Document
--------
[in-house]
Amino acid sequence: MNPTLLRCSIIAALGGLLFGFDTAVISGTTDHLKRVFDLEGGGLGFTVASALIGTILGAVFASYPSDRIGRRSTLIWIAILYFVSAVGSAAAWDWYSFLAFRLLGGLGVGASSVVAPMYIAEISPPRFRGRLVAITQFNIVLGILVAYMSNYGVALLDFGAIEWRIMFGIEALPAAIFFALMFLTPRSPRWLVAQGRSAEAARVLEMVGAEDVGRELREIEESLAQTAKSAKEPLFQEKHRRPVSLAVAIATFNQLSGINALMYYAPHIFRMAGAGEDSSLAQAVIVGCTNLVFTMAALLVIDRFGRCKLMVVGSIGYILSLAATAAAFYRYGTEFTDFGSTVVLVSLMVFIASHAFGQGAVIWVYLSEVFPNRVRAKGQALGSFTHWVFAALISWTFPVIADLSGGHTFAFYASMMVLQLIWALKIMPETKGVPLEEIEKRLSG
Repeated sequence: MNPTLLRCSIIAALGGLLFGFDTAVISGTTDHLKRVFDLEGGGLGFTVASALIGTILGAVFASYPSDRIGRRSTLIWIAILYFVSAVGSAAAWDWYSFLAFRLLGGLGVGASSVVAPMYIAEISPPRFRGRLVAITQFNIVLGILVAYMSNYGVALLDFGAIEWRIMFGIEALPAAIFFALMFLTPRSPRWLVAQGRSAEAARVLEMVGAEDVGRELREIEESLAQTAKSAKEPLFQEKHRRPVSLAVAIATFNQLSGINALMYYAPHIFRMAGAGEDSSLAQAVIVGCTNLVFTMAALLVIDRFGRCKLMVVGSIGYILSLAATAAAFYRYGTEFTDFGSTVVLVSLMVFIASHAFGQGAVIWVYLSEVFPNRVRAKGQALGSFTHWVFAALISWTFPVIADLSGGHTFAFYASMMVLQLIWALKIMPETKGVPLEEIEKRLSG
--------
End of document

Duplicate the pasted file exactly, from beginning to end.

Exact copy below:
[in-house]
Amino acid sequence: MNPTLLRCSIIAALGGLLFGFDTAVISGTTDHLKRVFDLEGGGLGFTVASALIGTILGAVFASYPSDRIGRRSTLIWIAILYFVSAVGSAAAWDWYSFLAFRLLGGLGVGASSVVAPMYIAEISPPRFRGRLVAITQFNIVLGILVAYMSNYGVALLDFGAIEWRIMFGIEALPAAIFFALMFLTPRSPRWLVAQGRSAEAARVLEMVGAEDVGRELREIEESLAQTAKSAKEPLFQEKHRRPVSLAVAIATFNQLSGINALMYYAPHIFRMAGAGEDSSLAQAVIVGCTNLVFTMAALLVIDRFGRCKLMVVGSIGYILSLAATAAAFYRYGTEFTDFGSTVVLVSLMVFIASHAFGQGAVIWVYLSEVFPNRVRAKGQALGSFTHWVFAALISWTFPVIADLSGGHTFAFYASMMVLQLIWALKIMPETKGVPLEEIEKRLSG
Repeated sequence: MNPTLLRCSIIAALGGLLFGFDTAVISGTTDHLKRVFDLEGGGLGFTVASALIGTILGAVFASYPSDRIGRRSTLIWIAILYFVSAVGSAAAWDWYSFLAFRLLGGLGVGASSVVAPMYIAEISPPRFRGRLVAITQFNIVLGILVAYMSNYGVALLDFGAIEWRIMFGIEALPAAIFFALMFLTPRSPRWLVAQGRSAEAARVLEMVGAEDVGRELREIEESLAQTAKSAKEPLFQEKHRRPVSLAVAIATFNQLSGINALMYYAPHIFRMAGAGEDSSLAQAVIVGCTNLVFTMAALLVIDRFGRCKLMVVGSIGYILSLAATAAAFYRYGTEFTDFGSTVVLVSLMVFIASHAFGQGAVIWVYLSEVFPNRVRAKGQALGSFTHWVFAALISWTFPVIADLSGGHTFAFYASMMVLQLIWALKIMPETKGVPLEEIEKRLSG